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Notes on the Job Market.

Because people have been asking me how it went and, more importantly, what those-soon-to-be-on-the-market should be considering and looking out for as they put themselves in circulation in about 6 months from now, and because I have been asked to say a few words about it on the blog, I am writing with a few thoughts. (Is that not the most Henry-James-like opening sentence ever?).

Homework for the Summer Before:
Get your CV, writing sample, and web-presence read by August 15. Yes, you should probably have some kind of website. Even I, of minuscule technological capacity (compared to most of you all), had a website; well, actually a blog-site that I configured like a website. I have to thank Krista for this! She was the encouragement and the provider of the initial idea. It is a good idea to have one because you can put all of your material online (as PDFs), and many schools will just refer to that rather than have you send paper copies of your portfolio. Because mine is so low-tech and a bit clunky, it might not be the model for what to do, but I am including the link, just to give you some ideas.


If you have a web-presence though, keep in mind that all of the schools will see it. This can be awkward if you are marketing yourself differently to different schools – meaning, if you are going for STC jobs (in English Departments), Rhetorical History jobs (in Comm. Studies), and Women’s Studies jobs. But this might not be the case for everyone; I marketed myself mostly the same for all the jobs on my list.

You want to get your CV and teaching material up online (or at least samples of teaching material you are proud of—or, in my case, not too embarrassed by). I had a picture of me, because I thought it would seem suspicious not to, but this is something you should talk to others about.

Writing Samples & Pubs
The writing sample, in my opinion, should be taken from your dissertation project (an actual chapter or what might become an actual chapter). It should provide a solid introduction, or even a glimpse into, your project and the major areas of your research. For example, my chapter was on the visual rhetoric and embodied practices of the anatomy lab, offering a brief overview of one major argument in my dissertation. This does not tell them everything about my research but it does clue them in to issues that are important to me now and probably in the future – my interest in medicine, in visual representation, in anatomy and the body, in ethnography, in material and embodied rhetoric, etc.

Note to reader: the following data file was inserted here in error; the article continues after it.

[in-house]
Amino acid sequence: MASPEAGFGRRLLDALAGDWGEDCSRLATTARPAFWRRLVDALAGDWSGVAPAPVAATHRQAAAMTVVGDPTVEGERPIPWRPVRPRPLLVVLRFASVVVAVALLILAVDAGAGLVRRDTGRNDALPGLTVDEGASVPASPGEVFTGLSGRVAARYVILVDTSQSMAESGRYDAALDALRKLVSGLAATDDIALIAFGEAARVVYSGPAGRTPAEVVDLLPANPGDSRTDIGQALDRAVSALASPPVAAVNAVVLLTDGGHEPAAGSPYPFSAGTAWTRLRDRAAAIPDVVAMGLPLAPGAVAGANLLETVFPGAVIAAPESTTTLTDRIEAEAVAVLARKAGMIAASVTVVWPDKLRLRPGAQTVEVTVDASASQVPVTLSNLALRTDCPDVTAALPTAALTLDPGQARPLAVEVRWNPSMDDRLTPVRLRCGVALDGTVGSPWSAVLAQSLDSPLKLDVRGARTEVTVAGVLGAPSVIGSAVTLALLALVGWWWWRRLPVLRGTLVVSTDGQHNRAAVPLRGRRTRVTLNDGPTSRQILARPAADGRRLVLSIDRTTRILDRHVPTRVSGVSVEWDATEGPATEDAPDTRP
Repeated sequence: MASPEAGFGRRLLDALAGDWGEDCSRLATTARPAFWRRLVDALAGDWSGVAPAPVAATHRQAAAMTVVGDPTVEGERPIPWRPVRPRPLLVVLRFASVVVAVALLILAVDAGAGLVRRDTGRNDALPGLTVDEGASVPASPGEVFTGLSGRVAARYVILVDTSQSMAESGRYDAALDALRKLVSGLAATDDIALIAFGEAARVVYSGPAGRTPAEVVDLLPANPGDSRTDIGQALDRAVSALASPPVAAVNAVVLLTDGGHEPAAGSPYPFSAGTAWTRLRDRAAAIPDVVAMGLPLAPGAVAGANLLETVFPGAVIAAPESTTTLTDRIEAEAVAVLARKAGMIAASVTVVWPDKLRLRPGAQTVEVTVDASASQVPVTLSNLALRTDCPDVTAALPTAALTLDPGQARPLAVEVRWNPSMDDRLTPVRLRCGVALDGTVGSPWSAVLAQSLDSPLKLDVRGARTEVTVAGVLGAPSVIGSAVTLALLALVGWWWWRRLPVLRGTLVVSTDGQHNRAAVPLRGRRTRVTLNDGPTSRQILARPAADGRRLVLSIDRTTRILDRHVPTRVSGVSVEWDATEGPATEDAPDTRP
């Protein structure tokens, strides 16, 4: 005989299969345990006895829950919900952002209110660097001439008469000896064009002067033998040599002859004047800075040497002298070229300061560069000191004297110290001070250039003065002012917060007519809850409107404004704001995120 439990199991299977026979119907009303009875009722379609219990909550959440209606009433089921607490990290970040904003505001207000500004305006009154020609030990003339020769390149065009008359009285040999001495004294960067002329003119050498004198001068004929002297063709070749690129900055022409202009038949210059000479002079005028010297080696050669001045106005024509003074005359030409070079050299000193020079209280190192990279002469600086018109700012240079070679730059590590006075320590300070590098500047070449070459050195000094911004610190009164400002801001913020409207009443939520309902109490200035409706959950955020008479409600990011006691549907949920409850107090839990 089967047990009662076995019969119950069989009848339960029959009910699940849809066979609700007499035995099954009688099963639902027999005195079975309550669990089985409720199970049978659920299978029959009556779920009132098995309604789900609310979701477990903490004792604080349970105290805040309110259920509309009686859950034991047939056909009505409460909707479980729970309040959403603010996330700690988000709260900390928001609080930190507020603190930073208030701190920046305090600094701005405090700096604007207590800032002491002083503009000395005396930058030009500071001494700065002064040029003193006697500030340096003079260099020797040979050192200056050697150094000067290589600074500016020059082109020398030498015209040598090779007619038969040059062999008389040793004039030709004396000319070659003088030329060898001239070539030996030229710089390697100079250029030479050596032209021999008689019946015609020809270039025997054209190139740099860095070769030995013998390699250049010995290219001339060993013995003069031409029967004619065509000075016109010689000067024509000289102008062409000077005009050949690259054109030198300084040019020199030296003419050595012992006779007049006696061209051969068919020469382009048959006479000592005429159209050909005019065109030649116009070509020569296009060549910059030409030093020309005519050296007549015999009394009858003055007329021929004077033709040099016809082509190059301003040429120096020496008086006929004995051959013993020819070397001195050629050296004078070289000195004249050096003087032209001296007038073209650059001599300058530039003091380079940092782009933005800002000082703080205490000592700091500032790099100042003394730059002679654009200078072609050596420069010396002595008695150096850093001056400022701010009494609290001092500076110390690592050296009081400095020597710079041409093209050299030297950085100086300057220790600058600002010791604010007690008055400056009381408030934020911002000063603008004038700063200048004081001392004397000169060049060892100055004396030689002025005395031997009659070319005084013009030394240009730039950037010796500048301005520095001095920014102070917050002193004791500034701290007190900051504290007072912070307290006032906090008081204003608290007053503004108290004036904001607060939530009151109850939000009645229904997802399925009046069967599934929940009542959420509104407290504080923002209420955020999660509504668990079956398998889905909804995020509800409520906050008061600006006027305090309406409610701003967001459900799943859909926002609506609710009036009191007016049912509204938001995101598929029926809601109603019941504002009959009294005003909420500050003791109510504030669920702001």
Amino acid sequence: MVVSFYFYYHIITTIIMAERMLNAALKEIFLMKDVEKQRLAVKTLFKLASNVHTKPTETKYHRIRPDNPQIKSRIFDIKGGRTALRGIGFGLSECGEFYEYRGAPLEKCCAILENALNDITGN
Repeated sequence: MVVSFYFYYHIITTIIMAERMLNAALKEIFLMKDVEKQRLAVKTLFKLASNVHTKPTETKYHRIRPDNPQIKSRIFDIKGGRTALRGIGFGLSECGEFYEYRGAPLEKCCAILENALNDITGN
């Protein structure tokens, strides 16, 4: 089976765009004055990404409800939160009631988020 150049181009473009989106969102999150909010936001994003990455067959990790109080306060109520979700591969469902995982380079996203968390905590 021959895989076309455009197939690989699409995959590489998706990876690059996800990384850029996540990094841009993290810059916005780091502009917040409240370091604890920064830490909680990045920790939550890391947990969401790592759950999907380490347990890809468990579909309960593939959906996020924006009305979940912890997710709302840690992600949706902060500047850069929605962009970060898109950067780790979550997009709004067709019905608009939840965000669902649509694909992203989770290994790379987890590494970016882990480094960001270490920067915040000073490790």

I did not put the writing sample online, because if you want to get it published later some journals might consider it previously in published.

Also, I think if you are going to send something off for publication, do it before September 1, that way you can have something under review in the publication section of your CV. If you already have one or more publications, there might not be a need to push the next one out, if you don’t feel the contractions. Do you need a publication? I don’t know. I think some more research-heavy jobs would want that, but I’m not sure.

Start by Shopping and Thinking:
Also, this summer start investing in “career-wear? that is warm enough for MLA interviews (though it is in SF in 2008!) and campus visits. You will need enough professional clothes to last for about three days of MLA and 2 days of campus visits. Guys, that means more than one suite or suit-type arrangement (I got one suite and then two suit separates: dark blue, grey, and black).

Lastly, I think it is good—and fun—to start thinking now about who you want to be and where you want to end up. Maybe even write/blog/journal about it some (That is so “writing studies? of me to say).

What type of jobs do you want: ones that are more research-heavy or teaching-heavy or somewhere in between? What type of school are you looking for: R1, liberal arts, large, small, urban, rural, college-town-feel? Where do you want to live (I mean areas of the country)? What do you want to teach? What might be your next project, and what resources might you need for that? What type of career do you want to have – be a heavy-hitter, a mover-and-shaker, or someone happily not-in-direct-sunlight? Do you want to be in an already developed program or one just starting out? Are you interested in being involved in a program-building-situation that will ask/allow you to design new courses and new curricula?

The most important part of this exploration is just to see what comes up. After all, you will not know the answer to these questions until you are in the middle of the job search—at least that was the case with me. I finally knew what I thought about most of these questions only after I had to start making final decisions.


Good summation of months and months of work Kenny. I just wanted to second the point of having your materials ready *before* you begin your job search.

In my case, I was attempting to get my prospectus written, teach a new class, and get my job materials ready, all at the beginning of September and, to put it bluntly, it just didn't happen. Job searching a full-time job. If, like me, you're going to be marketing yourself this fall, do yourself a favor and get as much ready during the summer as you can: generic cover letter, CV, teaching portfolio, etc.

Finally, I would highly recommend to anyone that they talk to Kenny or Salma, as their input on my job search materials were invaluable.


If you want a Web presence but want to adapt it for each place to which you apply, you could create an electronic portfolio presentation. Check portfolio.umn.edu. You can keep things confidential, share them when you wish and in ways that you prefer. It offers a lot more control than you have with a public web space.